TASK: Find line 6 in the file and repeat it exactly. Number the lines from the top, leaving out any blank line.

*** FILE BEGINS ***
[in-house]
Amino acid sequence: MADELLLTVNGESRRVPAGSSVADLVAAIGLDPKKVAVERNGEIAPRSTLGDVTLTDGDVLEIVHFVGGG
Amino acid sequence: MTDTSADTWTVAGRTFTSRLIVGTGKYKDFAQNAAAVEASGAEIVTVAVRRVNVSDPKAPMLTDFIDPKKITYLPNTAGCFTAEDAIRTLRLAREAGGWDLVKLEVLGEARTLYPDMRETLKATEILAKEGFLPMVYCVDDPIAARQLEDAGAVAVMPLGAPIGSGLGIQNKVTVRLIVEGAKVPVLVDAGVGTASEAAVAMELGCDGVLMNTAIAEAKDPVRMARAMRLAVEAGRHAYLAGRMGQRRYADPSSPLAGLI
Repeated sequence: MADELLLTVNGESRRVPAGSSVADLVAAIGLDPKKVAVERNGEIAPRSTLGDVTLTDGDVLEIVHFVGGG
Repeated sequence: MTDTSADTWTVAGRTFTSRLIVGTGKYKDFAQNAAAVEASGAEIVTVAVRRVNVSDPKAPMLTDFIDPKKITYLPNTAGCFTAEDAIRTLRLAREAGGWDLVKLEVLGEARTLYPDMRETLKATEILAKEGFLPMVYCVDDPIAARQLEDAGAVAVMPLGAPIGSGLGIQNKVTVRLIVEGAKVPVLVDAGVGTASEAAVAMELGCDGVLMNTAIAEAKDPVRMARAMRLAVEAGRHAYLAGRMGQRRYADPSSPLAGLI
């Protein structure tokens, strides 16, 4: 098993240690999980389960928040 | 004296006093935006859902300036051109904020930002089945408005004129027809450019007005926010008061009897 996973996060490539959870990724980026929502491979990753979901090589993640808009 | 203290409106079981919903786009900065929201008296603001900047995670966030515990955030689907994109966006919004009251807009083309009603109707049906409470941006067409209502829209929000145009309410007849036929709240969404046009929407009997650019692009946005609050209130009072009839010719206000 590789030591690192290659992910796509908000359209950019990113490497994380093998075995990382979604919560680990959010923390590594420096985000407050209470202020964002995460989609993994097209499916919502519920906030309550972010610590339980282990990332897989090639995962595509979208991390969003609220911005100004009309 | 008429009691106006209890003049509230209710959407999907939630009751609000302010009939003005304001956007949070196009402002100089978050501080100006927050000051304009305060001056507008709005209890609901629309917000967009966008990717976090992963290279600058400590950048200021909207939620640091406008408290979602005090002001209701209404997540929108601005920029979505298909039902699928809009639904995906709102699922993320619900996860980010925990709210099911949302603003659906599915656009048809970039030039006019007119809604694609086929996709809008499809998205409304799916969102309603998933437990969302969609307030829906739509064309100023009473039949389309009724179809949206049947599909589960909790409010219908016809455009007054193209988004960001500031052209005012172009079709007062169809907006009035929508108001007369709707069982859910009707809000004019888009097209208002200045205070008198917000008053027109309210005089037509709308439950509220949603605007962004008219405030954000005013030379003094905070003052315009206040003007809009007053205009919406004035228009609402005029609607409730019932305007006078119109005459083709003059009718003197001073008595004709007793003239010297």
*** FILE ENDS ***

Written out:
């Protein structure tokens, strides 16, 4: 098993240690999980389960928040 | 004296006093935006859902300036051109904020930002089945408005004129027809450019007005926010008061009897 996973996060490539959870990724980026929502491979990753979901090589993640808009 | 203290409106079981919903786009900065929201008296603001900047995670966030515990955030689907994109966006919004009251807009083309009603109707049906409470941006067409209502829209929000145009309410007849036929709240969404046009929407009997650019692009946005609050209130009072009839010719206000 590789030591690192290659992910796509908000359209950019990113490497994380093998075995990382979604919560680990959010923390590594420096985000407050209470202020964002995460989609993994097209499916919502519920906030309550972010610590339980282990990332897989090639995962595509979208991390969003609220911005100004009309 | 008429009691106006209890003049509230209710959407999907939630009751609000302010009939003005304001956007949070196009402002100089978050501080100006927050000051304009305060001056507008709005209890609901629309917000967009966008990717976090992963290279600058400590950048200021909207939620640091406008408290979602005090002001209701209404997540929108601005920029979505298909039902699928809009639904995906709102699922993320619900996860980010925990709210099911949302603003659906599915656009048809970039030039006019007119809604694609086929996709809008499809998205409304799916969102309603998933437990969302969609307030829906739509064309100023009473039949389309009724179809949206049947599909589960909790409010219908016809455009007054193209988004960001500031052209005012172009079709007062169809907006009035929508108001007369709707069982859910009707809000004019888009097209208002200045205070008198917000008053027109309210005089037509709308439950509220949603605007962004008219405030954000005013030379003094905070003052315009206040003007809009007053205009919406004035228009609402005029609607409730019932305007006078119109005459083709003059009718003197001073008595004709007793003239010297």